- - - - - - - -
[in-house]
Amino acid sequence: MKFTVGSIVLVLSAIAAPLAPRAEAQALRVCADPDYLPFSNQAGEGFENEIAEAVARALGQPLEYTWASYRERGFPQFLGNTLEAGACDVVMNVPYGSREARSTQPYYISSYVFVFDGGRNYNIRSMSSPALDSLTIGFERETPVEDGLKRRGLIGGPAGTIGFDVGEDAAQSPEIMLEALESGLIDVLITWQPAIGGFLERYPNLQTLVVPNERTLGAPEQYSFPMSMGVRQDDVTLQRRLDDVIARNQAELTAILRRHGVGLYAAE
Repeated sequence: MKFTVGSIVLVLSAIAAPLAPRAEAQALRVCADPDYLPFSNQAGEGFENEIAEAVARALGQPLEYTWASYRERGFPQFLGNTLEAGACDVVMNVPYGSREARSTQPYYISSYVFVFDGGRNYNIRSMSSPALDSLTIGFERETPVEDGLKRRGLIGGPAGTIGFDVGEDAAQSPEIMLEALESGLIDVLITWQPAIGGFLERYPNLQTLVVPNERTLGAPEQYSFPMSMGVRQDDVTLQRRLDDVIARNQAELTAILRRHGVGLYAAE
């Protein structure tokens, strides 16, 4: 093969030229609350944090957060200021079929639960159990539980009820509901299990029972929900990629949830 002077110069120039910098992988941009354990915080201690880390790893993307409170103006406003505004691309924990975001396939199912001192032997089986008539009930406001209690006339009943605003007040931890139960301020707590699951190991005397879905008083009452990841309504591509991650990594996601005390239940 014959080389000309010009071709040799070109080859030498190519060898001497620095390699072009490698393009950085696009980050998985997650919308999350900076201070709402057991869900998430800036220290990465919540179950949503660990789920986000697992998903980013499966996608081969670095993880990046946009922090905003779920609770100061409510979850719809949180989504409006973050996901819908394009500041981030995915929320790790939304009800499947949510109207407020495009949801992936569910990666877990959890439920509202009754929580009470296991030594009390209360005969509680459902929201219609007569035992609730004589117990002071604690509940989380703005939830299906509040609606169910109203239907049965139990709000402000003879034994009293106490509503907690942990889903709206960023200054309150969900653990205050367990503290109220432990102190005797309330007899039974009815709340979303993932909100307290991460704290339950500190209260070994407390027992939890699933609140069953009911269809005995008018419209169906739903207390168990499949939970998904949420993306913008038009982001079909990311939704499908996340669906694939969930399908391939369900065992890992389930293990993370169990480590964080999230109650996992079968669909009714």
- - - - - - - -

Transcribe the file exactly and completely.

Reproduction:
[in-house]
Amino acid sequence: MKFTVGSIVLVLSAIAAPLAPRAEAQALRVCADPDYLPFSNQAGEGFENEIAEAVARALGQPLEYTWASYRERGFPQFLGNTLEAGACDVVMNVPYGSREARSTQPYYISSYVFVFDGGRNYNIRSMSSPALDSLTIGFERETPVEDGLKRRGLIGGPAGTIGFDVGEDAAQSPEIMLEALESGLIDVLITWQPAIGGFLERYPNLQTLVVPNERTLGAPEQYSFPMSMGVRQDDVTLQRRLDDVIARNQAELTAILRRHGVGLYAAE
Repeated sequence: MKFTVGSIVLVLSAIAAPLAPRAEAQALRVCADPDYLPFSNQAGEGFENEIAEAVARALGQPLEYTWASYRERGFPQFLGNTLEAGACDVVMNVPYGSREARSTQPYYISSYVFVFDGGRNYNIRSMSSPALDSLTIGFERETPVEDGLKRRGLIGGPAGTIGFDVGEDAAQSPEIMLEALESGLIDVLITWQPAIGGFLERYPNLQTLVVPNERTLGAPEQYSFPMSMGVRQDDVTLQRRLDDVIARNQAELTAILRRHGVGLYAAE
């Protein structure tokens, strides 16, 4: 093969030229609350944090957060200021079929639960159990539980009820509901299990029972929900990629949830 002077110069120039910098992988941009354990915080201690880390790893993307409170103006406003505004691309924990975001396939199912001192032997089986008539009930406001209690006339009943605003007040931890139960301020707590699951190991005397879905008083009452990841309504591509991650990594996601005390239940 014959080389000309010009071709040799070109080859030498190519060898001497620095390699072009490698393009950085696009980050998985997650919308999350900076201070709402057991869900998430800036220290990465919540179950949503660990789920986000697992998903980013499966996608081969670095993880990046946009922090905003779920609770100061409510979850719809949180989504409006973050996901819908394009500041981030995915929320790790939304009800499947949510109207407020495009949801992936569910990666877990959890439920509202009754929580009470296991030594009390209360005969509680459902929201219609007569035992609730004589117990002071604690509940989380703005939830299906509040609606169910109203239907049965139990709000402000003879034994009293106490509503907690942990889903709206960023200054309150969900653990205050367990503290109220432990102190005797309330007899039974009815709340979303993932909100307290991460704290339950500190209260070994407390027992939890699933609140069953009911269809005995008018419209169906739903207390168990499949939970998904949420993306913008038009982001079909990311939704499908996340669906694939969930399908391939369900065992890992389930293990993370169990480590964080999230109650996992079968669909009714």